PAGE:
This integration will improve the value security teams get from both products, streamlining analyst workflows and improving their ability to detect and respond to the full spectrum of known and unknown cyber-threats. 

How Darktrace and Amazon Security Lake augment security teams

Amazon Security Lake is a newly-released service that automatically centralizes an organization’s security data from cloud, on-premises, and custom sources into a customer owned purpose-built data lake. Both Darktrace and Amazon Security Lake support the Open Cybersecurity Schema Framework (OCSF), an open standard to simplify, combine, and analyze security logs.  

Customers can store security logs, events, alerts, and other relevant data generated by various AWS services and security tools. By consolidating security data in a central lake, organizations can gain a holistic view of their security posture, perform advanced analytics, detect anomalies and open investigations to improve their security practices.

With Darktrace DETECT and RESPOND AI engines covering all assets across IT, OT, network, endpoint, IoT, email and cloud, organizations can augment the value of their security data lakes by feeding Darktrace’s rich and context-aware datapoints to Amazon Security Lake. 

Amazon Security Lake empowers security teams to improve the protection of your digital estate:

  • Quick and painless data normalization 
  • Fast-tracks ability to investigate, triage and respond to security events
  • Broader visibility aids more effective decision-making
  • Surfaces and prioritizes anomalies for further investigation
  • Single interface for seamless data management

How will Darktrace customers benefit?

Across the Cyber AI Loop, all Darktrace solutions have been architected with AWS best practices in mind. With this integration, Darktrace is bringing together its understanding of ‘self’ for every organization with the centralized data visibility of the Amazon Security Lake. Darktrace’s unique approach to cyber security, powered by groundbreaking AI research, delivers a superior dataset based on a deep and interconnected understanding of the enterprise.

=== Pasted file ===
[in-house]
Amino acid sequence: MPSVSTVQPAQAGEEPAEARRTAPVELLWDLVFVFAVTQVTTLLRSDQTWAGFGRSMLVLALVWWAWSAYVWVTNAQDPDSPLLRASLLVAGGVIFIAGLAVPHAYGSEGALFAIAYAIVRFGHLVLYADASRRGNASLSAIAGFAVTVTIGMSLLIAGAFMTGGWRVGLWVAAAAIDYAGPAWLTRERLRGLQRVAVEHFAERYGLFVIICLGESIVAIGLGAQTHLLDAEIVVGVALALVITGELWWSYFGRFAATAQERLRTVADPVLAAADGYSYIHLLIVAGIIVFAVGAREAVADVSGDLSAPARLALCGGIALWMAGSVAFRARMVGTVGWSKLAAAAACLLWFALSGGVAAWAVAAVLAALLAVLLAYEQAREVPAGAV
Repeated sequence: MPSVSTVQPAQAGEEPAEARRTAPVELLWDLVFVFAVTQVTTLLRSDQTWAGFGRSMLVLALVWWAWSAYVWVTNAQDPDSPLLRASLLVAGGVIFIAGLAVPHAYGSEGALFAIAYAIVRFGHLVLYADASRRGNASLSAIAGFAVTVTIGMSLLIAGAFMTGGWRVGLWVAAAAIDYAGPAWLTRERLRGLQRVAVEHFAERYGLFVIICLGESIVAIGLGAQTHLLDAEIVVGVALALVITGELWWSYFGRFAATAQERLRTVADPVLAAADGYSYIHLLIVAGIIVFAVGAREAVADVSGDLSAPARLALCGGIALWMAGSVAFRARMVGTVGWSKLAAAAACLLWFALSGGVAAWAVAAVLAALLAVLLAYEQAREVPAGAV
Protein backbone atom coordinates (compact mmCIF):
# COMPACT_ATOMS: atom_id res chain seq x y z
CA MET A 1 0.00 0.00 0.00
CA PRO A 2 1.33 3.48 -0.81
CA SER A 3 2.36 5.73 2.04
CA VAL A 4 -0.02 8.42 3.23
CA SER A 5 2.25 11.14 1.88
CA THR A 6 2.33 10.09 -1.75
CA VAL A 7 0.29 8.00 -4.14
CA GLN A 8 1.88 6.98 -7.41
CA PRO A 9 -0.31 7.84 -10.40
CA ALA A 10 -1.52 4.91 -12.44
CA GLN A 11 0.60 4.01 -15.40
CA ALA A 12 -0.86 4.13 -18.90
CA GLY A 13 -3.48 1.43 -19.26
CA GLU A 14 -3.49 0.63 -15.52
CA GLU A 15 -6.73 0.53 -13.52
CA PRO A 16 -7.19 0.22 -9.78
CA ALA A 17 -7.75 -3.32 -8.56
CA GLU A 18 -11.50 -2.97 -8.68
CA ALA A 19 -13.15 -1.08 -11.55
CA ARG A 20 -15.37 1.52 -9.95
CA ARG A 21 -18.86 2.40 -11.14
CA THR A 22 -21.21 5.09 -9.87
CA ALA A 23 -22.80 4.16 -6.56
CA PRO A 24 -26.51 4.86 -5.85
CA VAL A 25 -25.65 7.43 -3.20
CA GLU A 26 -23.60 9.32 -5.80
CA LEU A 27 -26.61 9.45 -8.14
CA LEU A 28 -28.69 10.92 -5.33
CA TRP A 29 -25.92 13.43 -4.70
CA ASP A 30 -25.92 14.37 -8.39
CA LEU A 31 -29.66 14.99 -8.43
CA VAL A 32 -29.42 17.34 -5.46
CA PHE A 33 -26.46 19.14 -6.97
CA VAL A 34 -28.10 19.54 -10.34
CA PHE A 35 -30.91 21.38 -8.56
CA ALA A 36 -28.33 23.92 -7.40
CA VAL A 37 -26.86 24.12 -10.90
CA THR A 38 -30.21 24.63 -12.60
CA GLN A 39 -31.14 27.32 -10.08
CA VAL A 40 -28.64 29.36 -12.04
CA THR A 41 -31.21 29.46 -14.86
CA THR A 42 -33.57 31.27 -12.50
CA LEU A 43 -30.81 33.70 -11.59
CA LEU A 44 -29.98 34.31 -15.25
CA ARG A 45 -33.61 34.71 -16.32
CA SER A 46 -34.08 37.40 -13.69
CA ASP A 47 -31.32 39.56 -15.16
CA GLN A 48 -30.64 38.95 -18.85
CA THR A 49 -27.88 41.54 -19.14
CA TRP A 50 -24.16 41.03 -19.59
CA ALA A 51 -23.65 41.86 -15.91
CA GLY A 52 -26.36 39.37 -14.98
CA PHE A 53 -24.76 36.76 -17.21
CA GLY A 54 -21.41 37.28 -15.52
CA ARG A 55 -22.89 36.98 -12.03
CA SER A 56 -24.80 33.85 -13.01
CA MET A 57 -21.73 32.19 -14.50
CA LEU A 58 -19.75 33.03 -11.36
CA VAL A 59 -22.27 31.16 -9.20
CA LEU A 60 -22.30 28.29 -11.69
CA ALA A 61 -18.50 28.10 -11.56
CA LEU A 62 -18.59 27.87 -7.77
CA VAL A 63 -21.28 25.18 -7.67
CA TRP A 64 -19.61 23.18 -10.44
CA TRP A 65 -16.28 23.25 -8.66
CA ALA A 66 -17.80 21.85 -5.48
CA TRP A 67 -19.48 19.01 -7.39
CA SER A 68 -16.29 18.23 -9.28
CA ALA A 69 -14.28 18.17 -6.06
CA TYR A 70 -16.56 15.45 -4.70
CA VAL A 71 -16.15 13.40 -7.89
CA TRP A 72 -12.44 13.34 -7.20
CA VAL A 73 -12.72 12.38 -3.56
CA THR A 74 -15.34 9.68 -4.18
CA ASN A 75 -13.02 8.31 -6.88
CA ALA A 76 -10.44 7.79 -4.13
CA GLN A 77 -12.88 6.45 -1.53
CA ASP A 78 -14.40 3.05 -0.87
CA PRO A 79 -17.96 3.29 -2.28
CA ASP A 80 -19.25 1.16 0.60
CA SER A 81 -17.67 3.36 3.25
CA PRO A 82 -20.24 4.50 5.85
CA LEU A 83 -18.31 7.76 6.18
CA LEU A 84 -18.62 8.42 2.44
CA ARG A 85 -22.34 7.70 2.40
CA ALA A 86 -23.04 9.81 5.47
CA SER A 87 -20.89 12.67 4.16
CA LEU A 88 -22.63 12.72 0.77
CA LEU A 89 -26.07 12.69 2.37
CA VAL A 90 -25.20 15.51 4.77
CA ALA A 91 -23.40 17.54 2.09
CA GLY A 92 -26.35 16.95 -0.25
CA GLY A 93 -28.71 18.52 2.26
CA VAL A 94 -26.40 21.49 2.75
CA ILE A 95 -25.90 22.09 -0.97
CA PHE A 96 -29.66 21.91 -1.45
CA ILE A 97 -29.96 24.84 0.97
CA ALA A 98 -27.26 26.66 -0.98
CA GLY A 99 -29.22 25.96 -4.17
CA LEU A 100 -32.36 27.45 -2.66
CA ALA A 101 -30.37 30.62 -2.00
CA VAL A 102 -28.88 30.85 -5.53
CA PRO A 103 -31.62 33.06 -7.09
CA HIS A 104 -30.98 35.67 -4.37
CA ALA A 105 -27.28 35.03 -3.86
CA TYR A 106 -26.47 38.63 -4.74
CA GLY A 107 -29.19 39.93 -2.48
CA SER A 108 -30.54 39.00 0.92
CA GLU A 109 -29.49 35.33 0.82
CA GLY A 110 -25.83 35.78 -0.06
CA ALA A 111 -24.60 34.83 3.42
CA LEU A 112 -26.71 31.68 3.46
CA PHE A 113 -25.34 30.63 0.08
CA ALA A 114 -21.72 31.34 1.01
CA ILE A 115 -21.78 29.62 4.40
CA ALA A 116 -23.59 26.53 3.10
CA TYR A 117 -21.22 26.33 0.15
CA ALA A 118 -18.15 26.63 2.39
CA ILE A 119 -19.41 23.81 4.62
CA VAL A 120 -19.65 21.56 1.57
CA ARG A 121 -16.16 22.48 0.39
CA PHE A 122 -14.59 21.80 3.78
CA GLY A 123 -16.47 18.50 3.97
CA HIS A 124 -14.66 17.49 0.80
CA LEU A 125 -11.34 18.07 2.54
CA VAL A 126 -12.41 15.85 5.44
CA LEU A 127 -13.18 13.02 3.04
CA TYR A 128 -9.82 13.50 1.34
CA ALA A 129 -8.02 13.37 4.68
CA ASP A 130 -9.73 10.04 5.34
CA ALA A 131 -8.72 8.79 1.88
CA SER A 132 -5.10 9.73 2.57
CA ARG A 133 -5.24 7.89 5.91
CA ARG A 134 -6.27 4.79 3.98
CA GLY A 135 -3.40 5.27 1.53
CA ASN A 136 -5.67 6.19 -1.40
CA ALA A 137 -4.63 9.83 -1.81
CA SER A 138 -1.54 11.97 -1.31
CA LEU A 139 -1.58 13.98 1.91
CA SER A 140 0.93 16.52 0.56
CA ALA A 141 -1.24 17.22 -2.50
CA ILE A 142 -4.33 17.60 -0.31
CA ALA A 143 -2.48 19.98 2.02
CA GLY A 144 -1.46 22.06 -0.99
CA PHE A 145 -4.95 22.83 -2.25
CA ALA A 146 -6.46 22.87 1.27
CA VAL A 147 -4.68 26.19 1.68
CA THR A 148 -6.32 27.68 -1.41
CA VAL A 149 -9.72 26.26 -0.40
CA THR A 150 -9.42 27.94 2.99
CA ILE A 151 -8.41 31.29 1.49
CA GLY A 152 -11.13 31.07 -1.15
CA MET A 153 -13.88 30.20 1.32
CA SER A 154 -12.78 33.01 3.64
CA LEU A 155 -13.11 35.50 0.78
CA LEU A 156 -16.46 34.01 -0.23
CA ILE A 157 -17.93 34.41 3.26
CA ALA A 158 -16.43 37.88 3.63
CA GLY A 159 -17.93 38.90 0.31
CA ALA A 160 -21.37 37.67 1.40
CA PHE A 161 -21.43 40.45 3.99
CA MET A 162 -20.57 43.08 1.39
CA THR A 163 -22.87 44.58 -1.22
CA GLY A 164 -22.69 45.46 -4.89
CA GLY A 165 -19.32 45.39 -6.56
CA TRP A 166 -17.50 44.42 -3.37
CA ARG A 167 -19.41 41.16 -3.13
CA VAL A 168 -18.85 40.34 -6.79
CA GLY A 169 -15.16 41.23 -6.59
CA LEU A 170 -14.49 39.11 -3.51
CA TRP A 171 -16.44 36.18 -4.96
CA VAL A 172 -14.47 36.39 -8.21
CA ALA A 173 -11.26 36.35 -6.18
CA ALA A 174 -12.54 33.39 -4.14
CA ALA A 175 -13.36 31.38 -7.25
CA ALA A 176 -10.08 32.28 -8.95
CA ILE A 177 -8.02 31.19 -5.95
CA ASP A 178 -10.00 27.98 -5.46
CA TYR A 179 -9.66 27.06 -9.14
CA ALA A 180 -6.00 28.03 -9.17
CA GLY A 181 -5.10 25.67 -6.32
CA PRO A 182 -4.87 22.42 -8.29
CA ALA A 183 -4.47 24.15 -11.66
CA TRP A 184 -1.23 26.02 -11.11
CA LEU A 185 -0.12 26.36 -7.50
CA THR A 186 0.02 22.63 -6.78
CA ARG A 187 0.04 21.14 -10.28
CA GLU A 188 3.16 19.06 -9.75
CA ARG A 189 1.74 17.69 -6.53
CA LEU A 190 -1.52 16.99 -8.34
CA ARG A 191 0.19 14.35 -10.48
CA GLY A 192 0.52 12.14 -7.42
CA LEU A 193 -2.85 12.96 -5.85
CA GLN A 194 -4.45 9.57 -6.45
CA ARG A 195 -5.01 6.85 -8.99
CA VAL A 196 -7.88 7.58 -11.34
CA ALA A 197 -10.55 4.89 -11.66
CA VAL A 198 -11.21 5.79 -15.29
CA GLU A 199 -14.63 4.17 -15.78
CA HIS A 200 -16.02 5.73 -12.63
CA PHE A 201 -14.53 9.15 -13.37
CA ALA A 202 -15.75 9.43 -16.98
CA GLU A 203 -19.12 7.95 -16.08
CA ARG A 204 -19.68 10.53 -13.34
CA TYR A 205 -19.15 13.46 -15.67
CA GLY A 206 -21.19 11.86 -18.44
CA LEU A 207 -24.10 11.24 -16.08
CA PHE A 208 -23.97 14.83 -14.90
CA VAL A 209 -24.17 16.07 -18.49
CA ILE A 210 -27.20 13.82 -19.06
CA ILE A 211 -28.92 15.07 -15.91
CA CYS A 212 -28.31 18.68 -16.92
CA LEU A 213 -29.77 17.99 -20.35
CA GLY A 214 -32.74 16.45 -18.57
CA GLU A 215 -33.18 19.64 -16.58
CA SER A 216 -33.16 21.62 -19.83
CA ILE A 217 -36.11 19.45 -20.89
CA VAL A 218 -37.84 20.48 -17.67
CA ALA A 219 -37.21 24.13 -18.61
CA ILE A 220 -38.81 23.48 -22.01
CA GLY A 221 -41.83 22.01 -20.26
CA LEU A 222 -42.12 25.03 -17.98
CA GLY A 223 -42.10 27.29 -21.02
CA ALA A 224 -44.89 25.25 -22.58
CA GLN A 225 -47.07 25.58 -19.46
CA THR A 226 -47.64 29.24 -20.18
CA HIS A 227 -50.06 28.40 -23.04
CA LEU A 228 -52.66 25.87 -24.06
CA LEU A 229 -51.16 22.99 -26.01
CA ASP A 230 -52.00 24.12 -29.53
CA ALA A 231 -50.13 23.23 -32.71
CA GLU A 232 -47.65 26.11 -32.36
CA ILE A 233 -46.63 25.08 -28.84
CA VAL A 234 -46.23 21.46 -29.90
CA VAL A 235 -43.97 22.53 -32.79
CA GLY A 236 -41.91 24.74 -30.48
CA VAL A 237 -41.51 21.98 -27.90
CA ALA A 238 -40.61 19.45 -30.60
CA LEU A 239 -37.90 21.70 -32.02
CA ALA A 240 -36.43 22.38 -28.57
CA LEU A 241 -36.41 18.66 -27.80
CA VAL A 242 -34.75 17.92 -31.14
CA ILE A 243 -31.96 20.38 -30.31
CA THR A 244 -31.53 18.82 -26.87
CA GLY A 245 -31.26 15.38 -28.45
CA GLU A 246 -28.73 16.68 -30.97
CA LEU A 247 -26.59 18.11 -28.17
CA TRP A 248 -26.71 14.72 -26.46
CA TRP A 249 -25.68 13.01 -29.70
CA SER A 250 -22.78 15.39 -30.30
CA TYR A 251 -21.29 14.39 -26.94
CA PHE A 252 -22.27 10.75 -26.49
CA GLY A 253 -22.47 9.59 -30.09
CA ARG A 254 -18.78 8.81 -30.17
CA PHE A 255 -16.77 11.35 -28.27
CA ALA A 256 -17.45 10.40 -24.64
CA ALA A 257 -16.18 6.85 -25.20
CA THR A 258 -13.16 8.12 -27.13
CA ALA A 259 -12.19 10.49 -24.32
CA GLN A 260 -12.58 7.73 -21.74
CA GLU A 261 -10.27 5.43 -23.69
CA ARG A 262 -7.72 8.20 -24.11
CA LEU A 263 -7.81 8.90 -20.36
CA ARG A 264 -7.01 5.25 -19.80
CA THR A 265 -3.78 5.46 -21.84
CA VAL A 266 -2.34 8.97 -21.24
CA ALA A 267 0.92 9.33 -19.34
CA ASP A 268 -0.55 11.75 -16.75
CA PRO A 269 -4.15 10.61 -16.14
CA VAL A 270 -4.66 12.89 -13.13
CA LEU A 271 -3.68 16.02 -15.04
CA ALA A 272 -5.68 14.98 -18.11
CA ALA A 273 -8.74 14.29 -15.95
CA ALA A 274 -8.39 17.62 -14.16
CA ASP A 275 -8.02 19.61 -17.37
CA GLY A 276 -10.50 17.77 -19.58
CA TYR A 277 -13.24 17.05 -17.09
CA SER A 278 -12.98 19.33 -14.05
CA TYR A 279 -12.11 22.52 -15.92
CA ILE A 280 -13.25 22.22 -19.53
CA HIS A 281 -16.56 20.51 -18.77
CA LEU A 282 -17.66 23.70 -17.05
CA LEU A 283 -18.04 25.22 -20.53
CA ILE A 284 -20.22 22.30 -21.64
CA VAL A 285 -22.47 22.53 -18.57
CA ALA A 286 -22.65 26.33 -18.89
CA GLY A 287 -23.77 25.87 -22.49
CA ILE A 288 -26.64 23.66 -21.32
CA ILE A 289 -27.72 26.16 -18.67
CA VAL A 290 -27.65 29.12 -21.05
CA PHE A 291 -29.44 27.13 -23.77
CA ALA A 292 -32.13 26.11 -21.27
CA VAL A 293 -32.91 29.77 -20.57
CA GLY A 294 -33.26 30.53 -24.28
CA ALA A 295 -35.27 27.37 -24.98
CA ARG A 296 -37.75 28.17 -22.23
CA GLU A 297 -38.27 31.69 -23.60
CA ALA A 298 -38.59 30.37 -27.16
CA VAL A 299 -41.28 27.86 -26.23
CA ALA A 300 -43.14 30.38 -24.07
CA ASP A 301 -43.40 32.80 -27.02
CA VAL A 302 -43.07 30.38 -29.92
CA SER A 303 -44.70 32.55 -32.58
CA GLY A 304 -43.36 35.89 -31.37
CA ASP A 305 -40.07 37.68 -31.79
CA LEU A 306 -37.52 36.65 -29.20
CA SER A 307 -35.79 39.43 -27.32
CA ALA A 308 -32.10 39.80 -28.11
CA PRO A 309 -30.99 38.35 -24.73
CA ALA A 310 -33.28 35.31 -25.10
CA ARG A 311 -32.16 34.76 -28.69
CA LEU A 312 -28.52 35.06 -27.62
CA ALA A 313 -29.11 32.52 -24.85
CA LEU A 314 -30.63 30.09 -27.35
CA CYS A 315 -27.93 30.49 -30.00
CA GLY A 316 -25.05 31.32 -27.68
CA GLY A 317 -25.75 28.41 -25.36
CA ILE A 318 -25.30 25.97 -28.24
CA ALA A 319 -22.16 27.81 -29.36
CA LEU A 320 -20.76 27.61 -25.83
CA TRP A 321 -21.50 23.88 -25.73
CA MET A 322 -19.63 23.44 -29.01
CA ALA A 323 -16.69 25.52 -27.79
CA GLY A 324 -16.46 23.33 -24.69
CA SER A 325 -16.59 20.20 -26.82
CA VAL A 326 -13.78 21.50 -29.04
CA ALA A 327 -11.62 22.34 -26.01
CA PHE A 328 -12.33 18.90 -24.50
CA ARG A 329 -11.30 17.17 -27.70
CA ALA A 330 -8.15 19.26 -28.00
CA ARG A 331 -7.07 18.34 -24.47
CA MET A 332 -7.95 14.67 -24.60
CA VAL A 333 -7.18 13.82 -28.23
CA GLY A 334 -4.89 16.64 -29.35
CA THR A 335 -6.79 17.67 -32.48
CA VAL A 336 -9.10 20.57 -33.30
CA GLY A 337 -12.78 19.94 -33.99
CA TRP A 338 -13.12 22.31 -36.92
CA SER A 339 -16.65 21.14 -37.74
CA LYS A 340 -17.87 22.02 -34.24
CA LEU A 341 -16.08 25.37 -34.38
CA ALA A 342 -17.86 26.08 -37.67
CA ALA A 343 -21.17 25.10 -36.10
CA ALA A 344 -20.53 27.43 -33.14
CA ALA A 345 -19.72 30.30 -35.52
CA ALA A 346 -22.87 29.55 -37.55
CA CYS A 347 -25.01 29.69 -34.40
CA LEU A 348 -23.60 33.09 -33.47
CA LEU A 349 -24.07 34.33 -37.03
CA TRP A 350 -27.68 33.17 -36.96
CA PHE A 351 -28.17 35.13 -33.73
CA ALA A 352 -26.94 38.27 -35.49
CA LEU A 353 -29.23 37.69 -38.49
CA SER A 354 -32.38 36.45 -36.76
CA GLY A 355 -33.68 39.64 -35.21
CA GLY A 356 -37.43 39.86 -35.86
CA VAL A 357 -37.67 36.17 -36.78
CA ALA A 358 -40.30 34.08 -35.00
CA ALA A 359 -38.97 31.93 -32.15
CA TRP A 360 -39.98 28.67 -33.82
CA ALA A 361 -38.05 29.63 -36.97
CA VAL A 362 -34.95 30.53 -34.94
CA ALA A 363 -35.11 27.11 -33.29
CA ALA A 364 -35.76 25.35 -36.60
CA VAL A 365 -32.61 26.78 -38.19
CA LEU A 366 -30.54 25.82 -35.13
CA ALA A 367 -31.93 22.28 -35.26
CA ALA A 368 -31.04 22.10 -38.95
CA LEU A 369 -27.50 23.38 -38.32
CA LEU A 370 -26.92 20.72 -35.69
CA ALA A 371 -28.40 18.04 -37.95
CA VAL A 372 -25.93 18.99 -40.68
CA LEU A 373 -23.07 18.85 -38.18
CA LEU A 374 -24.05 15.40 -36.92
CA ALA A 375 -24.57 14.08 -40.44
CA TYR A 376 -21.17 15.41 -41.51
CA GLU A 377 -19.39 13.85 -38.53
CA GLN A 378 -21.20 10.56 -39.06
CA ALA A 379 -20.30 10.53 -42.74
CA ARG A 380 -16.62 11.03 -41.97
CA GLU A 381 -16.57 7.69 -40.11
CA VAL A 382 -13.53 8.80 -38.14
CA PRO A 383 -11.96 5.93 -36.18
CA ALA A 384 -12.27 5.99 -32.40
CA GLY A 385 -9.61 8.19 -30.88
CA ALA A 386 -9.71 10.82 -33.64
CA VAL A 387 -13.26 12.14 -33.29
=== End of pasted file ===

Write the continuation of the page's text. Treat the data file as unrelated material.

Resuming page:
Where other cyber security solutions are trained to identify threats based on historical attack data and techniques, Darktrace DETECT gains a bespoke understanding of every digital environment, continuously analyzing users, assets, devices and the complex relationships between them. Our AI analyzes thousands of metrics to reveal subtle deviations that may signal an evolving issue – even unknown techniques and novel malware. It distinguishes between malicious and benign behavior, identifying harmful activity that typically goes unnoticed. This rich dataset is fed into RESPOND, which takes precise action to neutralize threats against any and every asset, no matter where data resides.

Both DETECT and RESPOND are supported by Darktrace Self-Learning AI, which provides full, real-time visibility into an organization’s systems and data. This always-on threat analysis already makes humans better at cyber security, improving decisions and outcomes based on total visibility of the digital ecosystem, supporting human performance with AI coverage and empowering security teams to proactively protect critical assets.  

Converting Darktrace alerts to the Amazon Security Lake Open Cybersecurity Schema Framework (OCSF) supplies the Security Operations Center (SOC) and incident response team with contextualized data, empowering them to accelerate their investigation, triage and response to potential cyber threats. 

Darktrace is available for purchase on the AWS Marketplace.

Learn more about how Darktrace provides full-coverage, AI-powered cloud security for AWS, or see how our customers use Darktrace in their AWS cloud environments.

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About the author
Nabil Zoldjalali
VP, Technology Innovation